A three-piece package of climate legislation could make King County a leader in cutting carbon emissions and help the region take a significant step forward in the fight to slow climate change.
The package would fast-track – by five years – the county’s transition to one of the largest zero-emission public transportation systems in the nation and create an aggressive green jobs program. In acknowledgment of the fact that, globally, cities account for 70% of greenhouse gas emissions, the package supports efforts to reduce communitywide greenhouse gas emissions within cities. It would also put a focus on the disproportionate impacts of climate change on low-income and historically underrepresented communities.
Introduced by Councilmembers Rod Dembowski, Jeanne Kohl-Welles, and Claudia Balducci, the three pieces of legislation (attached) are headlined by:
- An accelerated transition of King County Metro’s fleet to all-electric, moving the target date from 2040 to 2035.
- The creation of a countywide Green Jobs pipeline to help workers across the county – especially those from historically underrepresented communities – prepare and train for the jobs of tomorrow.
- A 500% expansion of the electric vehicle charging network at county buildings, parks, and park-and-rides completed by 2030. The county would also accelerate conversion of its 2,000+ vehicle fleet to all-electric.
- Create a Climate Action Toolkit to partner with local jurisdictions and help them create tailored climate action plans to reduce greenhouse gas emissions communitywide.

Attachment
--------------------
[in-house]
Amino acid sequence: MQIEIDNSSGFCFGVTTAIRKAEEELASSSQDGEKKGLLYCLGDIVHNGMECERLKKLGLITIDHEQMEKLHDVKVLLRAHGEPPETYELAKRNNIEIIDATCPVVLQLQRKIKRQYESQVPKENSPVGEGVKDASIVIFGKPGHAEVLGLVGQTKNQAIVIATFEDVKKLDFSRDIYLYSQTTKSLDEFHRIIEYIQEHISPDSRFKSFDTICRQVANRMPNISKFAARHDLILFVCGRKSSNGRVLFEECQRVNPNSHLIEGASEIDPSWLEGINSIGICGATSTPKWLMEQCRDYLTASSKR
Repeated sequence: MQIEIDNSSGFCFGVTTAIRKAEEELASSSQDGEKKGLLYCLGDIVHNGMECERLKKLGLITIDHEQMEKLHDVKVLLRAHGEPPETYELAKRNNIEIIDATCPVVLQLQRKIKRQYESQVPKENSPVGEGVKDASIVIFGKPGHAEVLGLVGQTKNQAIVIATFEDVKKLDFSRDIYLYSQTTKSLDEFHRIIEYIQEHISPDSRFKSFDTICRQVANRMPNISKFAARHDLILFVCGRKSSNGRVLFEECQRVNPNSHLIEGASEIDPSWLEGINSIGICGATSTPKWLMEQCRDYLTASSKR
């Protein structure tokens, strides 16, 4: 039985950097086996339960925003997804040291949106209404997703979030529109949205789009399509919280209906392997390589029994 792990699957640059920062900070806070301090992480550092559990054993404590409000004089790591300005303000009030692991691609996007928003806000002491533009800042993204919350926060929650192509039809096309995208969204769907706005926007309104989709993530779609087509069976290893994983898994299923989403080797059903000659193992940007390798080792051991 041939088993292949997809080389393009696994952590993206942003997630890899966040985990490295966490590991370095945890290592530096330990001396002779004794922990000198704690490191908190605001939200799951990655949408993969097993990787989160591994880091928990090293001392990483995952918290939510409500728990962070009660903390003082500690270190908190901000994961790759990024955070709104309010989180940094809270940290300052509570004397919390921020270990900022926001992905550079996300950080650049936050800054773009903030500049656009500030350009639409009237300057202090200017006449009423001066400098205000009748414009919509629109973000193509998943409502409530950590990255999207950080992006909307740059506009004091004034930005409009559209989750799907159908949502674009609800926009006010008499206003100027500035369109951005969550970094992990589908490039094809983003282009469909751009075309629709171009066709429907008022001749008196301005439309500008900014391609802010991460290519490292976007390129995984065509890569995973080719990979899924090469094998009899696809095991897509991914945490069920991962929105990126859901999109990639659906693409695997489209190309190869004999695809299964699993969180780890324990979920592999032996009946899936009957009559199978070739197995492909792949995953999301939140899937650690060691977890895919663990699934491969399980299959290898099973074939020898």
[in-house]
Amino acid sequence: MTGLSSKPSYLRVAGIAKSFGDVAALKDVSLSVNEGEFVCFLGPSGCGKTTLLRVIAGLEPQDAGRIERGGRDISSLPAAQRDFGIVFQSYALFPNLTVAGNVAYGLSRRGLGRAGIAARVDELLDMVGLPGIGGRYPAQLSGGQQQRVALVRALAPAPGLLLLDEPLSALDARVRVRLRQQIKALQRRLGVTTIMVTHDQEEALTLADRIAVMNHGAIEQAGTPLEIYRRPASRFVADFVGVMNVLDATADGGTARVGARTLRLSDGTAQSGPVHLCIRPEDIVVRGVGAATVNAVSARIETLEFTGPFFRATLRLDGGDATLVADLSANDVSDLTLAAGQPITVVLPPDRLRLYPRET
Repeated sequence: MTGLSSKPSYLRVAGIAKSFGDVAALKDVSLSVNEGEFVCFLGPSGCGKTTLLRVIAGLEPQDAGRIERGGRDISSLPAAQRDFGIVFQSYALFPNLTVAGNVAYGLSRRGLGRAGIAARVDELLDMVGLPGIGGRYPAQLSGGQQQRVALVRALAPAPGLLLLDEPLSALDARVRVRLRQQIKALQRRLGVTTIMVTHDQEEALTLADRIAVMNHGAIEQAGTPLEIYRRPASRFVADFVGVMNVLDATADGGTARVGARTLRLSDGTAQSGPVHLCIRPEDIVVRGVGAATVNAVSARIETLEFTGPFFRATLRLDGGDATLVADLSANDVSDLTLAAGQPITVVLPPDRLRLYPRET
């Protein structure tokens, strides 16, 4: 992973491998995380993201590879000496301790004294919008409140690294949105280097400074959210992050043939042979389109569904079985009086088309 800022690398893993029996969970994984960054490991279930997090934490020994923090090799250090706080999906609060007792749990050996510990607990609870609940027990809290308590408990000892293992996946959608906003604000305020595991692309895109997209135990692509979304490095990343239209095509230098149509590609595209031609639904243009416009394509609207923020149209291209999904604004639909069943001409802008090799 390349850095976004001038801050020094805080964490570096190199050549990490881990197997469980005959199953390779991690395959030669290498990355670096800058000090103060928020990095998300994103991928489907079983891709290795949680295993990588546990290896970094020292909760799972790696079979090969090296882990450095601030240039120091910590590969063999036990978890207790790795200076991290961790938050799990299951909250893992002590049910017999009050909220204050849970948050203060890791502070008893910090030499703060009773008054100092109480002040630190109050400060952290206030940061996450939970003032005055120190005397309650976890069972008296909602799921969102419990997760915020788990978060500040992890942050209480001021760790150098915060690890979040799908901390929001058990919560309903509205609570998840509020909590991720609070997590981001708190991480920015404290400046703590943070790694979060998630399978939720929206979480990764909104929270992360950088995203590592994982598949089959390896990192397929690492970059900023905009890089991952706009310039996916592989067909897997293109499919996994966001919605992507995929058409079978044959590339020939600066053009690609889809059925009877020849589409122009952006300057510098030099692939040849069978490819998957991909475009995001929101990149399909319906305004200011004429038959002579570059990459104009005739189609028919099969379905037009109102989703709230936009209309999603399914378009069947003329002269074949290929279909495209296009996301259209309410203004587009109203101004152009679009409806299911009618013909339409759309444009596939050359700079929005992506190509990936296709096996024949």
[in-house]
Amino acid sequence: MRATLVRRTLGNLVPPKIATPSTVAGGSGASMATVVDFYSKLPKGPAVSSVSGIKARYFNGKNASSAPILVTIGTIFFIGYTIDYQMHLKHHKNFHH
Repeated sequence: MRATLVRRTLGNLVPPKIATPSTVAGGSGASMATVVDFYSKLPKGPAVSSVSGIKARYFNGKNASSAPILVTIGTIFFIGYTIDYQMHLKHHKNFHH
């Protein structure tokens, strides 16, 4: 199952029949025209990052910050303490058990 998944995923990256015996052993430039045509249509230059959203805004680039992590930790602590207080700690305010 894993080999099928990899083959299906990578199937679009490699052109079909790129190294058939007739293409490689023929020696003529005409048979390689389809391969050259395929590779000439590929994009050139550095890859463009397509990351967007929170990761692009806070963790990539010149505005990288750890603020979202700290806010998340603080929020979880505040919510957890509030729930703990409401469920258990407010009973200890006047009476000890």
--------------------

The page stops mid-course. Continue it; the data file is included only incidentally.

- A new requirement that updates to the county Strategic Climate Action Plan be done using an environmental justice framework, addressing racial and economic disparities exacerbated by climate change. It would also require any county investments in affordable housing to consider opportunities to provide access to electric vehicles.
- Calls on the County to build on its partnerships with cities and other stakeholders to expand efforts to reduce King County’s communitywide greenhouse gas emissions 80% by 2050.
King County operates one of the largest public transportation fleets in the nation. As transportation accounts for over 40% of greenhouse gas emissions, per the Puget Sound Clean Air Agency, the county’s transition to all-electric in both its transit fleet and in other county-owned vehicles would make for a significant reduction in emissions in the county.
The above is a press release from the King County Council. The Auburn Examiner has not independently verified its contents and encourages our readers to verify any information they find may be overly biased or questionable.